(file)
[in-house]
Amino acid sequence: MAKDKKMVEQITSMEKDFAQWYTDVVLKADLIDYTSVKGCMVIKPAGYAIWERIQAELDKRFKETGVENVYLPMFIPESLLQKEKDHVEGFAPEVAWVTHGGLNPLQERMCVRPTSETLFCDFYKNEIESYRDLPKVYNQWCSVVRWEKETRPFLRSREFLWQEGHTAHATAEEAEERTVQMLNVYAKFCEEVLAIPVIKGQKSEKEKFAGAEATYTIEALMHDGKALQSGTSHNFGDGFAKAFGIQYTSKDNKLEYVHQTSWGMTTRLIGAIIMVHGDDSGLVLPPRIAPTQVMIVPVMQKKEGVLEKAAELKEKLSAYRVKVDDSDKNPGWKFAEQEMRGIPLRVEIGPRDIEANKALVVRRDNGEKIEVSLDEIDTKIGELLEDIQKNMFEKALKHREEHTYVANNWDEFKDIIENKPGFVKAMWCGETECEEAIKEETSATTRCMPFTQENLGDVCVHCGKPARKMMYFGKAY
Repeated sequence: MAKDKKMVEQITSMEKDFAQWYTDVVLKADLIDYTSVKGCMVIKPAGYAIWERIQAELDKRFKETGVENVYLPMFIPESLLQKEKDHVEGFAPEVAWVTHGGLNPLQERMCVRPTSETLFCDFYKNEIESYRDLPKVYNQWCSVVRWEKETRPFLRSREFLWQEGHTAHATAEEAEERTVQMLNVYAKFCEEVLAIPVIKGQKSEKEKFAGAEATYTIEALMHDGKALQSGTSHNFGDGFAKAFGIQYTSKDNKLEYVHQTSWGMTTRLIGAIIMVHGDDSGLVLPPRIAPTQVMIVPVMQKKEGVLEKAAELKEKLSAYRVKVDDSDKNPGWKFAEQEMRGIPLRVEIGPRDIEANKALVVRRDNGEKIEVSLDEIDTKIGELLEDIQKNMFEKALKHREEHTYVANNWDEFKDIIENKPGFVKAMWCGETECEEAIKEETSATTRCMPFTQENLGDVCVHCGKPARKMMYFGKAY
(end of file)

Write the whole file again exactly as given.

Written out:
[in-house]
Amino acid sequence: MAKDKKMVEQITSMEKDFAQWYTDVVLKADLIDYTSVKGCMVIKPAGYAIWERIQAELDKRFKETGVENVYLPMFIPESLLQKEKDHVEGFAPEVAWVTHGGLNPLQERMCVRPTSETLFCDFYKNEIESYRDLPKVYNQWCSVVRWEKETRPFLRSREFLWQEGHTAHATAEEAEERTVQMLNVYAKFCEEVLAIPVIKGQKSEKEKFAGAEATYTIEALMHDGKALQSGTSHNFGDGFAKAFGIQYTSKDNKLEYVHQTSWGMTTRLIGAIIMVHGDDSGLVLPPRIAPTQVMIVPVMQKKEGVLEKAAELKEKLSAYRVKVDDSDKNPGWKFAEQEMRGIPLRVEIGPRDIEANKALVVRRDNGEKIEVSLDEIDTKIGELLEDIQKNMFEKALKHREEHTYVANNWDEFKDIIENKPGFVKAMWCGETECEEAIKEETSATTRCMPFTQENLGDVCVHCGKPARKMMYFGKAY
Repeated sequence: MAKDKKMVEQITSMEKDFAQWYTDVVLKADLIDYTSVKGCMVIKPAGYAIWERIQAELDKRFKETGVENVYLPMFIPESLLQKEKDHVEGFAPEVAWVTHGGLNPLQERMCVRPTSETLFCDFYKNEIESYRDLPKVYNQWCSVVRWEKETRPFLRSREFLWQEGHTAHATAEEAEERTVQMLNVYAKFCEEVLAIPVIKGQKSEKEKFAGAEATYTIEALMHDGKALQSGTSHNFGDGFAKAFGIQYTSKDNKLEYVHQTSWGMTTRLIGAIIMVHGDDSGLVLPPRIAPTQVMIVPVMQKKEGVLEKAAELKEKLSAYRVKVDDSDKNPGWKFAEQEMRGIPLRVEIGPRDIEANKALVVRRDNGEKIEVSLDEIDTKIGELLEDIQKNMFEKALKHREEHTYVANNWDEFKDIIENKPGFVKAMWCGETECEEAIKEETSATTRCMPFTQENLGDVCVHCGKPARKMMYFGKAY